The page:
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Multicentre prospective study of COVID-19 transmission following outpatient GI endoscopy in the UK
  1. Bu'Hussain Hayee1,
  2. The SCOTS project group,
  3. James East2,3,
  4. Colin J Rees4,
  5. Ian Penman5
    1. 1King’s Health Partners Institute for Therapeutic Endoscopy, King’s College Hospital NHS Foundation Trust, London, UK
    2. 2Translational Gastroenterology Unit, John Radcliffe Hospital Department of Gastroenterology, Oxford, Oxfordshire, UK
    3. 3Oxford NIHR Biomedical Research Centre, University of Oxford, Oxford, United Kingdom
    4. 4Population Health Sciences Institute, Newcastle University, Newcastle, UK
    5. 5Royal Infirmary of Edinburgh, Edinburgh, UK
    1. Correspondence to Dr Bu'Hussain Hayee, King's Health Partners Institute for Therapeutic Endoscopy, King's College Hospital NHS Foundation Trust, London, London, UK; b.hayee{at}nhs.net

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    The COVID-19 pandemic has severely curtailed the practice of endoscopy (as an exemplar for outpatient diagnostic procedures) worldwide. Restart and recovery processes will be influenced by the need to protect patients and staff from disease transmission, but data on the risk of COVID-19 transmission after an endoscopy are sparse. This is of particular importance in later pandemic phases when the risk of harm from delayed or missed significant diagnoses is likely to far outweigh the risk of infection. The British Society of Gastroenterology guidance for restarting endoscopy included the stratification of diagnostic procedures according to aerosol generation or assessment of infectious risk as well as pragmatic guidance on the use of personal protective equipment (PPE). We sought to document the risk of COVID-19 transmission after endoscopy in this ‘COVID-minimised’ environment. Prospective data were collected from 18 UK centres for n=6208 procedures. Pre-endoscopy, 3 of 2611 (0.11%; 95% CI 0.00%–0.33%) asymptomatic patients tested positive for SARS-CoV-2 on nasopharyngeal swab. Based on follow-up telephone symptom screening of patients at 7 and 14 days, no cases of COVID-19 were detected by any centre after endoscopy in either patients or staff. Although these data cannot determine the relative contribution of each component of a COVID-minimised pathway, they provide clear support for such an approach. The rational use of PPE and infection control policies should be continued and will aid in planning for outpatient diagnostics in the COVID-19 recovery phase.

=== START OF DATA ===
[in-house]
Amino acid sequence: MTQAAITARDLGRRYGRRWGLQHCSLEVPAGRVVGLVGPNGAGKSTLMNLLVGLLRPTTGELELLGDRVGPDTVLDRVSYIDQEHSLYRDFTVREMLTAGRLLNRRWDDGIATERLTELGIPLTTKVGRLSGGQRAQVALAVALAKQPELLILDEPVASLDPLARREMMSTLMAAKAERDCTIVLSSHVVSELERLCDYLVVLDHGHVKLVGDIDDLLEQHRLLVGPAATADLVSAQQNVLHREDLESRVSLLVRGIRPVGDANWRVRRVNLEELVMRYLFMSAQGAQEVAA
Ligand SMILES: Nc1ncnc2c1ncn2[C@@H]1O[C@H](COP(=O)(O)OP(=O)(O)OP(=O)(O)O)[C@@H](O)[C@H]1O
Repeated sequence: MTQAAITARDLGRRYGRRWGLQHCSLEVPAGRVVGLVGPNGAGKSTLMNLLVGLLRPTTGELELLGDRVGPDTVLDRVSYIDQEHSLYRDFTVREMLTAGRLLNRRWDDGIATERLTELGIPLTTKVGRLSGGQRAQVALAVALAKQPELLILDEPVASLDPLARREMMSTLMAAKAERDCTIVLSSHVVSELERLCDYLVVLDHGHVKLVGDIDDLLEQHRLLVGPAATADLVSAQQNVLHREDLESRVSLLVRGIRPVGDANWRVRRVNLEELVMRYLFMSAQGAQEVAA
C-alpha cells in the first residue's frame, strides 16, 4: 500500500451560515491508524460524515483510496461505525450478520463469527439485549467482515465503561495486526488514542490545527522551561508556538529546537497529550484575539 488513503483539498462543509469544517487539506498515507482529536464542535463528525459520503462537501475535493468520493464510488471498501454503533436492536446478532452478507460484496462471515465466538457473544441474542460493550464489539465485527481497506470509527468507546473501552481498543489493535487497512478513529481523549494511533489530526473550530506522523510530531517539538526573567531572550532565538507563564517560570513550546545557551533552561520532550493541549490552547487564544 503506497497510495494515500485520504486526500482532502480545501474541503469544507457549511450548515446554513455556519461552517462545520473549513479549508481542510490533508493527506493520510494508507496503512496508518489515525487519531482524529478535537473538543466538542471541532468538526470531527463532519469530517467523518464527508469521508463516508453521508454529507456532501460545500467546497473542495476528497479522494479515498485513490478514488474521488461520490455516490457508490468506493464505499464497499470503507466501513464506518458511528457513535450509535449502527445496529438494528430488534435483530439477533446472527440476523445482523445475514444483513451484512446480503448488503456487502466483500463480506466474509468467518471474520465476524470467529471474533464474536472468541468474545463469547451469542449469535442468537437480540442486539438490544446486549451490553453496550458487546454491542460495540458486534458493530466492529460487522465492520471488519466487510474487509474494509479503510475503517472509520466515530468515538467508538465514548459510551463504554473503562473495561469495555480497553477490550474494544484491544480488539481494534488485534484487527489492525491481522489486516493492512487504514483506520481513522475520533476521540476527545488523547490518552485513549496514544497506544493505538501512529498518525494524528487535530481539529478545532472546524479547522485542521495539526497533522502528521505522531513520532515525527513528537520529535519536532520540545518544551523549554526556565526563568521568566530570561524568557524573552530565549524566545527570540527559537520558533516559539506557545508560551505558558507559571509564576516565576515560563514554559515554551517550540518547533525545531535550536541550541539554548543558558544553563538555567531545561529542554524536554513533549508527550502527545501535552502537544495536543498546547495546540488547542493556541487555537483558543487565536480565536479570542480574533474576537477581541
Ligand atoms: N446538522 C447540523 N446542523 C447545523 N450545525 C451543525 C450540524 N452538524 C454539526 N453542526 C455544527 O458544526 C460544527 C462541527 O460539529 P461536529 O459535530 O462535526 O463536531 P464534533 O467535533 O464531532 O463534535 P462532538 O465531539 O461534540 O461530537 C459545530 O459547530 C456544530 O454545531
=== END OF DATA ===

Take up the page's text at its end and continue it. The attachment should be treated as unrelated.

In more detail

    The COVID-19 pandemic has had an extraordinary impact on the delivery of GI endoscopy, with an initial reduction to 12% of prepandemic levels in the UK.1 In the deceleration and early recovery phases (up to end July 2020), this had risen to 42% of repandemic levels.2 Recovery has been influenced by multiple factors including availability of staff, restrictions caused by longer room cleansing, physical …

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    Footnotes

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    • Collaborators Amyn Haji, Shraddha Gulati: King’s College Hospital NHS Foundation Trust, London; Joel Mawdsley, Freya Parker: Guy’s & St Thomas’s Hospitals, London; Ed Seward, Melanie Corpus: University College London Hospital, London; Srisha Hebbar, Rajeev Desai: Royal Stoke University Hospital; Nick Kennedy, Bridget Cann: Royal Devon and Exeter Hospital, Exeter; Rajesh Rameshshankar, Aymer Postgate: Hillingdon Hospital, London; John Greenaway, Martin Fletcher: South Tees Hospitals NHS Foundation Trust; Mo Thoufeeq, Thomas Archer: Sheffield Teaching Hospitals NHS Foundation Trust; David Nylander, John Leeds: Newcastle-upon-Tyne Hospitals NHS Foundation Trust; Gareth Corbett, Huma Asmat: Addenbrookes Hospital, Cambridge; Mohammed Raheel Anjum, Aravinth Murugananthan: Royal Wolverhampton NHS Trust; Adam Humphries, Sarah Marshall, Angad Dhillon, Romanov Nable: St Mark’s Hospital, London; Sunil Dolwani, Lavanya Shenbagaraj: Cardiff and Vale University Health Board; Pradeep Bhandari, Michelle Baker-Moffat: Queen Alexandra Hospital, Portsmouth; Ajay Verma, Vicki Lewin: Kettering General Hospital, Kettering; Colin Noble, Nick Church: Royal Infirmary of Edinburgh; Aisling Murphy, Adam Bailey: John Radcliffe Hospital, Oxford; Sergio Coda, Sas Banerjee: Barking and Havering NHS Trust, London.

    • Contributors Data collation and analysis was performed by BHH. All authors contributed to the study concept and design, manuscript writing and editing.

    • Funding JEE was funded by the National Institute for Health Research (NIHR) Oxford Biomedical Research Centre.

    • Disclaimer The views expressed are those of the author(s) and not necessarily those of the National Health Service, the NIHR or the Department of Health. James East has served on clinical advisory board for Lumendi and Boston Scientific; Clinical advisory board and ownership, Satisfai Health; Speaker fees, Falk.

    • Competing interests CR has received grant funding from ARC Medical, Norgine Pharmaceuticals UK, Olympus Medical UK, 3D Matrix and an expert witness for ARC Medical. BHH has received grant funding from Olympus Medical UK, Fujifilm Europe, Takeda Pharmaceuticals UK and AbbVie UK. Clinical advisory board and ownership: Ampersand Health, Surgease Medical Ltd. IP has received speaker fees from Medtronic and Boston Scientific, UK.

    • Patient and public involvement Patients and/or the public were not involved in the design, or conduct, or reporting, or dissemination plans of this research.

    • Patient consent for publication Not required.

    • Provenance and peer review Not commissioned; externally peer reviewed.